This article is part of our FanDuel College Football series.
As we drive deeper into November, the weather up north begins to become a factor in some circumstances. Fortunately, there aren't many games that should be heavily impacted by that, though the Texas Tech-Baylor contest is expected to feature wind speeds north of 23 miles per hour, which could impact the ability to throw the football. The top game total, expected score, and largest spread of the slate all fall to UCF (-25.5) against a Temple team that is coming off of two straight losses and features a defense that hasn't allowed fewer than 31 points in the first four games. The primary question in that game is how long it will stay close enough to keep the UCF first-string offense on the field.
Ole Miss South-Carolina is the only other game with an expected score topping 70 thanks to the Rebels' 41.5 expected points. USC is the only other team to check in with an expected score over 40 at 41.0, while North Carolina (39.5) and Florida (38.5) aren't too far behind. Aside from UCF's expected blowout, Florida (-17.5) and USC (-14.5) are the two other teams favored by two touchdowns or more.
- FanDuel Lineup Optimizer
- Matchups Page (Vegas odds, opponent averages, etc.)
- Advanced Lineups Page
- Team Trends
- Defense vs. Position
- Team Rankings
Week 11 Plays
Dillon Gabriel, UCF ($10,800) vs. Temple
Gabriel has thrown for north of 300 passing yards in each of the first five games this season and that trend should continue in Saturday's contest versus a Temple defense that has allowed 9.0 passing yards per attempt. The 223.4 passing yards per game allowed may turn some people away, but what needs to be factored into that is a game versus Navy's triple-option offense that produced a whopping 48 passing yards.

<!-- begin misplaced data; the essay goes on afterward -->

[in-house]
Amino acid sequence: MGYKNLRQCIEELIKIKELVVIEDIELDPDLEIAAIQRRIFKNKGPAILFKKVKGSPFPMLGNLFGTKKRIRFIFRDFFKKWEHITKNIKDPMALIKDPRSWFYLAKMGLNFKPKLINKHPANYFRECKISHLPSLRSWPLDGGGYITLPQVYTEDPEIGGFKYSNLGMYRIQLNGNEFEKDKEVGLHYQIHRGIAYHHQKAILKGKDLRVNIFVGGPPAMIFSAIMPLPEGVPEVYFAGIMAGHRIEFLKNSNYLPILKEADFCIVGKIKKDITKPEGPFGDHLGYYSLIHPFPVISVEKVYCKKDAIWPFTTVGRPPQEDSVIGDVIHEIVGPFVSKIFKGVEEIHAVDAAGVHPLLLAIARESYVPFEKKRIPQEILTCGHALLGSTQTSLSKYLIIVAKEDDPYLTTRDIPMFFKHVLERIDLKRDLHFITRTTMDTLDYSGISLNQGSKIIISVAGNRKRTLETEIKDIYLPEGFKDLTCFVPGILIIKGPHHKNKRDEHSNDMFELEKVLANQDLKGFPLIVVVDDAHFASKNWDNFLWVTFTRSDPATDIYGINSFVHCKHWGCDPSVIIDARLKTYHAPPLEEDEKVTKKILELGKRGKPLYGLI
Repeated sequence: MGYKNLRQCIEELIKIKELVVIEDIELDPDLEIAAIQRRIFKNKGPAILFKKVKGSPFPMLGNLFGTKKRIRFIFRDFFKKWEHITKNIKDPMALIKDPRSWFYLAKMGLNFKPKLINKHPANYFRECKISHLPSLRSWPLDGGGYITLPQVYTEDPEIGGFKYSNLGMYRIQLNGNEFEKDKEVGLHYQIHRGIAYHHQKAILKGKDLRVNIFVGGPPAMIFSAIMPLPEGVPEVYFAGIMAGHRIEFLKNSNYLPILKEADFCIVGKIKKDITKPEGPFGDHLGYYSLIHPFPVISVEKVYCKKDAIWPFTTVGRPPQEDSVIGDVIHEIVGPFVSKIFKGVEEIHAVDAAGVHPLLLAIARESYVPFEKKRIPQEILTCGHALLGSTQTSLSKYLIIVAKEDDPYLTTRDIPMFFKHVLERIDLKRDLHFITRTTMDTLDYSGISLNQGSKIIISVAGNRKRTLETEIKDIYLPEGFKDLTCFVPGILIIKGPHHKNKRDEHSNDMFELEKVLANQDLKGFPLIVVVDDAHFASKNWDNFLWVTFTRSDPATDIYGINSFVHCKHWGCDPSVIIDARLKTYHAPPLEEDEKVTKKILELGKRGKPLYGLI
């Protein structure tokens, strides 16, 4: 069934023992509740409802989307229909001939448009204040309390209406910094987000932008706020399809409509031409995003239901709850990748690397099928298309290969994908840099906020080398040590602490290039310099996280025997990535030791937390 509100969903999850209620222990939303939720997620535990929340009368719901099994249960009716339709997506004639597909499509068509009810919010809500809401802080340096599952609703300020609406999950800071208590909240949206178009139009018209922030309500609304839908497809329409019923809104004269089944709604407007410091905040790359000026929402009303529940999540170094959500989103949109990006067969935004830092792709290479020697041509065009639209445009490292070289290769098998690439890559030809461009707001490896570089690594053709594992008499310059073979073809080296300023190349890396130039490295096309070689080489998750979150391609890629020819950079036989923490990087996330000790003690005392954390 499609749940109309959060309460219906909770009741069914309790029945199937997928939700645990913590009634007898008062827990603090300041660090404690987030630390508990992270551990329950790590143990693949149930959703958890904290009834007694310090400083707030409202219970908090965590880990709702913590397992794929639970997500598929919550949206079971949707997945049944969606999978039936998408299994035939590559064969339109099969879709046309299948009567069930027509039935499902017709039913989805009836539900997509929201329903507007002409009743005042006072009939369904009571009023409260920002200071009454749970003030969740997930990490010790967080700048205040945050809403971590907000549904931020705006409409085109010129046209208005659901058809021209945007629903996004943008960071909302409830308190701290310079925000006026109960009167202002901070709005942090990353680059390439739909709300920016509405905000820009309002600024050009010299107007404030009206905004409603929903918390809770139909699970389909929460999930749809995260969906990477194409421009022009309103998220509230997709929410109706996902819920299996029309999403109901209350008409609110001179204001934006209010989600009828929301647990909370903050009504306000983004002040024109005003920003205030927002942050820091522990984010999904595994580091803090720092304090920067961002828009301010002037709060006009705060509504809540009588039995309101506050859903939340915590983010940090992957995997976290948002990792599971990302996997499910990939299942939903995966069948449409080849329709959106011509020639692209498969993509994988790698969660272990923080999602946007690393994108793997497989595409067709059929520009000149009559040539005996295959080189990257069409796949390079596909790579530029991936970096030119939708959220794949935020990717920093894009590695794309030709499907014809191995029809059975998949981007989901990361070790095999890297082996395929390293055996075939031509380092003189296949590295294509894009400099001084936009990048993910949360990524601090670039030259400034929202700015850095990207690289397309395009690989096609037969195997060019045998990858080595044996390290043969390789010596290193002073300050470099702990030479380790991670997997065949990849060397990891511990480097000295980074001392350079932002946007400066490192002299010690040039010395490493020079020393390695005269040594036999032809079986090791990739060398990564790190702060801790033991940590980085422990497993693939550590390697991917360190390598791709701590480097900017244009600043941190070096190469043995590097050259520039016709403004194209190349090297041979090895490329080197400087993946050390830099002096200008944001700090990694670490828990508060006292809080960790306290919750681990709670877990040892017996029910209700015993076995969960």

Outside of that, opposing quarterbacks have hit 300 passing yards in two of the four contests and have averaged 3.5 passing touchdowns per contest. Assuming Gabriel hits both his usual 300-yard threshold and either three or four passing scores, that should allow him to return plenty of value.
It would help his cause more if Anthony Russo (shoulder), who returned to practice this week, were under center for the Owls, who have averaged 34 points per game under his direction versus just 13 in the past two weeks with him out. That is something worth monitoring Saturday evening.
Anthony Russo, Temple ($9,300) at UCF
Speaking of Russo, the senior quarterback took all of the first-team reps during the practice session Tuesday. That bodes well for his chances of retaking the field for Saturday's showdown versus the high-powered Knights. Russo has averaged more than 26 points in his two starts this season and will likely be asked to throw the ball early and often Saturday as sizable underdogs.
Adding to his intrigue, UCF's defense hasn't performed particularly well against the pass this season, allowing opposing gunslingers to rack up 283.7 passing yards and 2.8 passing touchdowns per contest in addition to 8.1 yards per attempt. Russo's likely return should provide a spark on offense that has been lacking the last two weeks and it should largely involve the passing attack.
My preference in this race would be that McCaffrey, who profiles as the better passer of the two quarterbacks, ultimately receives the starting nod for Saturday's contest, but it's a decision that may not come to light until pregame warmups.
Regardless of who gets the nod, the starting signal-caller gets a matchup with a Penn State defense that has surrendered 35 or more points to each of its first three opponents. The salary for a dual-threat quarterback is typically higher, but the Huskers haven't been able to find much offense under center through the first two games against a pair of tough opponents in Ohio State and Northwestern. Given that an 0-3 and struggling Penn State team is on deck, there's reason to believe the Huskers can have a bit more success on offense Saturday.